Roy Moore’s Gospel for Perverts

Are Roy Moore’s apparent moral failings one more example that Christianity has been tried and found wanting? Or is it as G.K. Chesterton would have it, that Christianity has been found difficult and not tried?  Is there perhaps a third option, a form of Christianity has been tried which produced Roy Moore and many like him? As a Judge he insisted on displaying the Ten Commandments, yet his accusers depict a predator, one of whom describes an attempted seduction under the auspices of his babysitting her when she was 14. His former West Point classmates remember a farm boy determined to succeed at the pommel-horse, who they admit, may have pursued virginal teenagers. Classmates Richard Jarman and Barry Robella describe a very serious and devout young man, “almost naïve about women.” If you’re from small town Alabama, Robella explains, it may be normal to ask out 14 or 15-year old girls. “His piety might have led him to younger ladies.”[1] Continue reading “Roy Moore’s Gospel for Perverts”

Beyond Medicine, Miracles, Reason, and Science: What Difference Marks the Experience of the Christian?

I was asked this excellent question recently and wanted to share the thoughts it provoked.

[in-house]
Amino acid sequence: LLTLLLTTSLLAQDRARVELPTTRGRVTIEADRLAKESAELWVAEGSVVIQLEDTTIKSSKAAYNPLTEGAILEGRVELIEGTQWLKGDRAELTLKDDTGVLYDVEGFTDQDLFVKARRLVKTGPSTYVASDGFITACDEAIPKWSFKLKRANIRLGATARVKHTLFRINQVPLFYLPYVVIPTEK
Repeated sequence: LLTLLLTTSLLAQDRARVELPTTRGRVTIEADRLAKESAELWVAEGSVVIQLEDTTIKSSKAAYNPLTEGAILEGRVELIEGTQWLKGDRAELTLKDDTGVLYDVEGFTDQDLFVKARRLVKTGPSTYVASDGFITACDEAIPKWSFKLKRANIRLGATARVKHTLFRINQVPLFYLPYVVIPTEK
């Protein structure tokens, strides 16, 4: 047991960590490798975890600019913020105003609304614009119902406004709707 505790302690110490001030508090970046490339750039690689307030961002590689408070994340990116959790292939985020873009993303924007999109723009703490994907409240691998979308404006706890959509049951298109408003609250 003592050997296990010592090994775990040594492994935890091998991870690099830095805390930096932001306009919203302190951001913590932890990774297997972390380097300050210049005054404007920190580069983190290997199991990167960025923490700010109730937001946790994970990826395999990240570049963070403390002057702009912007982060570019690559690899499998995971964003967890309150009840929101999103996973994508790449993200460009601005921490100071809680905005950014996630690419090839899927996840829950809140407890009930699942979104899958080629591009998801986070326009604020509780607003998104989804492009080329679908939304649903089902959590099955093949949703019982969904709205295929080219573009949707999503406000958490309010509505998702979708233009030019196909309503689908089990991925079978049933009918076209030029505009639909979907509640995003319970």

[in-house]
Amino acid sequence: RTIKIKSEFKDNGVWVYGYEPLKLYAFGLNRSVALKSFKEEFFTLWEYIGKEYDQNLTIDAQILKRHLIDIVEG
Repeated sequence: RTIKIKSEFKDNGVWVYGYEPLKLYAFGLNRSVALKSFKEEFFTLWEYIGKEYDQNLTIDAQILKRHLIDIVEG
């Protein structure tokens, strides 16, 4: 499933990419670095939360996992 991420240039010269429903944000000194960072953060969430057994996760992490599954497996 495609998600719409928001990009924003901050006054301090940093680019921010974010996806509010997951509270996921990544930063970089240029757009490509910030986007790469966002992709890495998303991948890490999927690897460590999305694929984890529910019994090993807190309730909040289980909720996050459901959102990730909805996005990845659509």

“Is preaching all there is to the kingdom of God in this present age? Does God not work miracles through men anymore? Must we have only rational ideas to be in the kingdom of God?” Continue reading “Beyond Medicine, Miracles, Reason, and Science: What Difference Marks the Experience of the Christian?”

The Absurd Comedy of Andy Kaufman & Jim Carrey and Christ as a Joke

Chris Smith’s documentary, “Jim & Andy: The Great Beyond – featuring a Very Special, Contractually Obligated Mention of Tony Clifton,”[1] captures Jim Carrey’s channeling of the comedian Andy Kaufman in conjunction with the filming of “Man on the Moon.” Carrey as Kaufman is frightening in that Carrey seems to have killed himself off, at least for the duration of filming, so that one worries for his continued sanity – which as Carrey tells it worried him also. As Carrey describes the process, he gave control of himself over to Andy Kaufman, “I decided for the next few days to speak telepathically to people . . . That’s the moment when Andy Kaufman showed up, tapped me on the shoulder, and said, ‘Siddown, I’ll be doing my movie.’ What happened afterwards was out of my control.” Indeed, Carrey seems to have lost control as he stays in character – either the character of Kaufman or the character of Kaufman’s Tony Clifton, the aggressively insulting lounge singer, Kaufman would occasionally become. Continue reading “The Absurd Comedy of Andy Kaufman & Jim Carrey and Christ as a Joke”

A Depth of Learning for a Depth of Fellowship

Is there a formula for successful Christian community? What I wanted as a young Christian, and could not find, was a fellowship of disciples which could learn and flourish together.  The inner fellowship of three, the group of twelve, the seventy, and the mentor who would impart a depth of learning and experience—we all want to experience an abiding depth of love in an intimate group. We want to do life together!  So, what prevents this from happening? Continue reading “A Depth of Learning for a Depth of Fellowship”

Why Ploughshares Bible Institute?

Disenchantment.